Our animal health team works tirelessly to make sure all of our collection and rehabilitation animals stay healthy. That is no easy task, considering they oversee the health of more than 16,000 animals living at the National Aquarium!

A variety of things take place during an animal’s admittance exam. Below you’ll see Cara, one of our veterinary technicians, taking a blood sample from turtle #19 for analysis. Once analyzed, blood samples can tell us a great deal about the overall health of an animal.

During each exam, staff also take radiographs (commonly referred to as “x-rays”), weigh each animal, take a core body temperature, and assess the overall physical condition of the turtle. All of this information, along with the information that was sent with the turtles from New England Aquarium, has created a baseline for monitoring each animal’s health while in rehabilitation.

All five turtles did well during their exams. With a better understanding of their current health status, we can now begin the long-term rehabilitation process. Results showed that many of the turtles are underweight and experiencing pneumonia. Some of them also have abrasions and cuts from being tossed up on the beach when they were cold-stunned.

In the photo below, you can see that turtle #18 has red circular spots on his jaw. These are abrasions that he sustained during stranding. The abrasions are healing well, but we will keep an eye on them to make sure they don’t become infected.

Cold-stun turtles commonly have to undergo a lengthy rehabilitation because their immune system is suppressed during the cold-stunning process. This often makes the animals more susceptible to secondary infections.

And even though these turtles are sick, they are still wild animals with great power in their flippers. How else would they be able to travel as far as they do? During exams we have to make sure to hold the flippers properly for the safety of the turtle and our staff, as Cara demonstrates here:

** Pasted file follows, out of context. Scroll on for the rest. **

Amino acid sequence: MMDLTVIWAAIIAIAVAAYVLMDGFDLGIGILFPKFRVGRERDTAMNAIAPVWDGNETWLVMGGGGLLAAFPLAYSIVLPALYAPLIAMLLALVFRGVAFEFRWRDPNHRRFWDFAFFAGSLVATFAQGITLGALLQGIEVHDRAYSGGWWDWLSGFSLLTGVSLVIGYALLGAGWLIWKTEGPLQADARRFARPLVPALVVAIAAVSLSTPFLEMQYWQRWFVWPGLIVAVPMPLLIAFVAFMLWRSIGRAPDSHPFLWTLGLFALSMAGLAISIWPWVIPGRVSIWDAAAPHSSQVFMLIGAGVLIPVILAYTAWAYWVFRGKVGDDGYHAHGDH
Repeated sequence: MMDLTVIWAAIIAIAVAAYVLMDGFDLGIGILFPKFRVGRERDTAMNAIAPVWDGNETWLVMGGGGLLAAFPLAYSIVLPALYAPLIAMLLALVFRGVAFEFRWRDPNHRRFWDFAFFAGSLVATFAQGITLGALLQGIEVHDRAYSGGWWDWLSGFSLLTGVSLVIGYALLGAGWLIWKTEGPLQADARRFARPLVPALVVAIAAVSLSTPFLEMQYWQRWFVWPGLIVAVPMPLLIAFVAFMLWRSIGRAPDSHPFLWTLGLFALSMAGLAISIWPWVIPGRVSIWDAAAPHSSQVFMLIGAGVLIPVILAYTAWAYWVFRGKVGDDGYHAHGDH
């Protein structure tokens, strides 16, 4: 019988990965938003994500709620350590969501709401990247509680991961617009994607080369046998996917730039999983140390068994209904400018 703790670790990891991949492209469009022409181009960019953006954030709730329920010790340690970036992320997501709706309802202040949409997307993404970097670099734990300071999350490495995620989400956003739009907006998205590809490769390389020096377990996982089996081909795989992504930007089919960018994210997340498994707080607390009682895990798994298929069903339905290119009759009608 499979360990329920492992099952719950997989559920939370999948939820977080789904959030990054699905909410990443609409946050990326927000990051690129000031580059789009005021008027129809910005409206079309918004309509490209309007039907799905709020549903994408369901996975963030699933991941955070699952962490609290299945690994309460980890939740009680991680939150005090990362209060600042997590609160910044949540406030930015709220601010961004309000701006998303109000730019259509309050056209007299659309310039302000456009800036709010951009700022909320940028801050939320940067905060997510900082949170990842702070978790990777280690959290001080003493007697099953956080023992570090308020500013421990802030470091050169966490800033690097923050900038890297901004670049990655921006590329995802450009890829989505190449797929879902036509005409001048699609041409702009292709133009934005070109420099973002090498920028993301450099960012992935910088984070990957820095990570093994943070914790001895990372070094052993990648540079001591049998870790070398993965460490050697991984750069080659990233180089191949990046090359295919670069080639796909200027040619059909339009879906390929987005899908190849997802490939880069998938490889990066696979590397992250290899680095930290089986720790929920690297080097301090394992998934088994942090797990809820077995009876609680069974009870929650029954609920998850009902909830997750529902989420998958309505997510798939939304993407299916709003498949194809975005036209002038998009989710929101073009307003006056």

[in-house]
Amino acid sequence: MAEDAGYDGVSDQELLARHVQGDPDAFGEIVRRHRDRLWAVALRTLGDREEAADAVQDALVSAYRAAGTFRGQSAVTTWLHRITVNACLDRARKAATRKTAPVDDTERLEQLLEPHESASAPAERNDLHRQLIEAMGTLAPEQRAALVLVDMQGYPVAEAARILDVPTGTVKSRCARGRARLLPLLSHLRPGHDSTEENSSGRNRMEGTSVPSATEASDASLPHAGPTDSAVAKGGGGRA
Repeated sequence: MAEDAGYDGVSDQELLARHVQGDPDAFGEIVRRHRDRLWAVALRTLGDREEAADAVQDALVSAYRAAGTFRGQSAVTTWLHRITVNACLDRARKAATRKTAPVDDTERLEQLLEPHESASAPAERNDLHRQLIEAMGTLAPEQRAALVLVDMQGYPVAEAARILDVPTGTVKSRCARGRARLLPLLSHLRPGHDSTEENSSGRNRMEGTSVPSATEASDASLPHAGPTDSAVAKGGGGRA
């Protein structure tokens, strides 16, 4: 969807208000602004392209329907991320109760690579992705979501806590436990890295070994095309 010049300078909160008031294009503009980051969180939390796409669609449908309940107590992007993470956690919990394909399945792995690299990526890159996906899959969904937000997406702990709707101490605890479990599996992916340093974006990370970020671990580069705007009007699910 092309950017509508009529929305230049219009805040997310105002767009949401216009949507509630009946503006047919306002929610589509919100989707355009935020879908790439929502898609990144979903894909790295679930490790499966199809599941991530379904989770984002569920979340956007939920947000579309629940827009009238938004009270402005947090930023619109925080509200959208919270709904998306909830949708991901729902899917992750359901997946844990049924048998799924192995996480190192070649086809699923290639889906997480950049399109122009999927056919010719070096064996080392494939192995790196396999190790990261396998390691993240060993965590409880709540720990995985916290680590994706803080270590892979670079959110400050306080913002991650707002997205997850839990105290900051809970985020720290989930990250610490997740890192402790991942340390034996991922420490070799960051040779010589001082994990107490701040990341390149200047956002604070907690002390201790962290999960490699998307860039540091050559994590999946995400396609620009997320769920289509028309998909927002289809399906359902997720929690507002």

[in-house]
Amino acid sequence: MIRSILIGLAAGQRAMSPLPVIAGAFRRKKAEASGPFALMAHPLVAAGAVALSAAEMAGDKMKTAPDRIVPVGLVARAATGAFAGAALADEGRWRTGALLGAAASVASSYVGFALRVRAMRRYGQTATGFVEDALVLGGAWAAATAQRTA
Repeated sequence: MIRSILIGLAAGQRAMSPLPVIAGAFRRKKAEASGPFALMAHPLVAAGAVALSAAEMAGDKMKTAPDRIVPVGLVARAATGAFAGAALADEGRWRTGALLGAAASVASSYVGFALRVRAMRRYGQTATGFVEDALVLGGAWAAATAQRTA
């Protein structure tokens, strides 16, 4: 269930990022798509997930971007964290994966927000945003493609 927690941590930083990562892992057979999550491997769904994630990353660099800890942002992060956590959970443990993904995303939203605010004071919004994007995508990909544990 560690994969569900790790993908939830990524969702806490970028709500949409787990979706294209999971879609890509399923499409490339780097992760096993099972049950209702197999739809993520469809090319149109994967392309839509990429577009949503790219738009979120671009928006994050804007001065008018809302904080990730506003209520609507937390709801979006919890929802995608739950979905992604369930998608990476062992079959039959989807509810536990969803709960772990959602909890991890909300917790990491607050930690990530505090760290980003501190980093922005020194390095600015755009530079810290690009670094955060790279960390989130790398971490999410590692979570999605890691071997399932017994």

It’s hard work, but having the chance to help these endangered turtles is very rewarding. I especially love working with turtles because they are just so cute! Below is turtle #20. The lighter yellowish-orange spot just under his nostrils is a scab covering an area of abrasion. We’ll continue to monitor it, but it appears to be healing well on its own.

Caring for these animals is very expensive. Food, medicine, and equipment can cost up to $200 a day for each turtle. As a nonprofit, our program depends on the support of grants and private funding. If you are a supporter of MARP, think about a donation this holiday season!

Stay tuned for more updates from our team!

MARP helps with New England turtle crisis

Once again, our Marine Animal Rescue Program (MARP) has been called on by our aquarium neighbors to the north to help with the rehabilitation of cold-stunned turtles.

The migration season for sea turtles along the Atlantic coast began weeks ago, with the colder water temperatures signaling the animals to make their move to warmer waters. Each year, many sea turtles get caught in the frigid waters of the Northeast before they have a chance to migrate, and end up suffering from a condition known as “cold-stunning.” This condition is the sea turtle equivalent of hypothermia, and causes the turtles to become lethargic, emaciated and immune-suppressed.

The New England Aquarium (NEAq) has already been seeing an unusually high number of stranded sea turtles this season. At the time of this posting, NEAq has received 115 turtles in its rehabilitation center, and is receiving additional turtles at a faster rate than the team can stabilize the cold-stunned turtles and transfer them to other facilities.